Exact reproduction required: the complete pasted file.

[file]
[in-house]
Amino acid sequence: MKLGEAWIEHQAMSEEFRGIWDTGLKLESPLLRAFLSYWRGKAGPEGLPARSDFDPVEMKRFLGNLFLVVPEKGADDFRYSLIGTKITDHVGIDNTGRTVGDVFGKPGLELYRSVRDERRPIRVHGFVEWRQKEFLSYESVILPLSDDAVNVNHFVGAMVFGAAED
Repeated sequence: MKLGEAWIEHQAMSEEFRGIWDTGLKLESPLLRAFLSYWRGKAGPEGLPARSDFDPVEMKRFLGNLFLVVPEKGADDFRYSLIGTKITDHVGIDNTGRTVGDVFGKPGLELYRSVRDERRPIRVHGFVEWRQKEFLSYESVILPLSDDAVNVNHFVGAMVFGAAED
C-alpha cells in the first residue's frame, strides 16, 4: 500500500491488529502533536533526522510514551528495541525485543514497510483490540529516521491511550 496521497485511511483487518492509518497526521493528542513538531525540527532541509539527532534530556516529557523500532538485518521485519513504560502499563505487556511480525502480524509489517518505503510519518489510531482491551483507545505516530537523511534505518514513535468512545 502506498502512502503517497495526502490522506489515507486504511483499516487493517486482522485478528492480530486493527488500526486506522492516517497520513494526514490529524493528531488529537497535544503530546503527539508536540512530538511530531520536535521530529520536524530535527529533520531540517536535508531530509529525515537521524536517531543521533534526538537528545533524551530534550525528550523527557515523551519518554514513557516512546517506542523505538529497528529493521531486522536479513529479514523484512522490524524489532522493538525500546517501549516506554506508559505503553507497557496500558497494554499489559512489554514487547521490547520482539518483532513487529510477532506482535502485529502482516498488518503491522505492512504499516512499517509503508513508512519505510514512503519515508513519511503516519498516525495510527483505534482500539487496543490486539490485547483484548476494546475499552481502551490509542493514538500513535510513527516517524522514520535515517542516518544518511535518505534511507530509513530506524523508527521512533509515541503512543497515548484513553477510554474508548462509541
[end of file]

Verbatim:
[in-house]
Amino acid sequence: MKLGEAWIEHQAMSEEFRGIWDTGLKLESPLLRAFLSYWRGKAGPEGLPARSDFDPVEMKRFLGNLFLVVPEKGADDFRYSLIGTKITDHVGIDNTGRTVGDVFGKPGLELYRSVRDERRPIRVHGFVEWRQKEFLSYESVILPLSDDAVNVNHFVGAMVFGAAED
Repeated sequence: MKLGEAWIEHQAMSEEFRGIWDTGLKLESPLLRAFLSYWRGKAGPEGLPARSDFDPVEMKRFLGNLFLVVPEKGADDFRYSLIGTKITDHVGIDNTGRTVGDVFGKPGLELYRSVRDERRPIRVHGFVEWRQKEFLSYESVILPLSDDAVNVNHFVGAMVFGAAED
C-alpha cells in the first residue's frame, strides 16, 4: 500500500491488529502533536533526522510514551528495541525485543514497510483490540529516521491511550 496521497485511511483487518492509518497526521493528542513538531525540527532541509539527532534530556516529557523500532538485518521485519513504560502499563505487556511480525502480524509489517518505503510519518489510531482491551483507545505516530537523511534505518514513535468512545 502506498502512502503517497495526502490522506489515507486504511483499516487493517486482522485478528492480530486493527488500526486506522492516517497520513494526514490529524493528531488529537497535544503530546503527539508536540512530538511530531520536535521530529520536524530535527529533520531540517536535508531530509529525515537521524536517531543521533534526538537528545533524551530534550525528550523527557515523551519518554514513557516512546517506542523505538529497528529493521531486522536479513529479514523484512522490524524489532522493538525500546517501549516506554506508559505503553507497557496500558497494554499489559512489554514487547521490547520482539518483532513487529510477532506482535502485529502482516498488518503491522505492512504499516512499517509503508513508512519505510514512503519515508513519511503516519498516525495510527483505534482500539487496543490486539490485547483484548476494546475499552481502551490509542493514538500513535510513527516517524522514520535515517542516518544518511535518505534511507530509513530506524523508527521512533509515541503512543497515548484513553477510554474508548462509541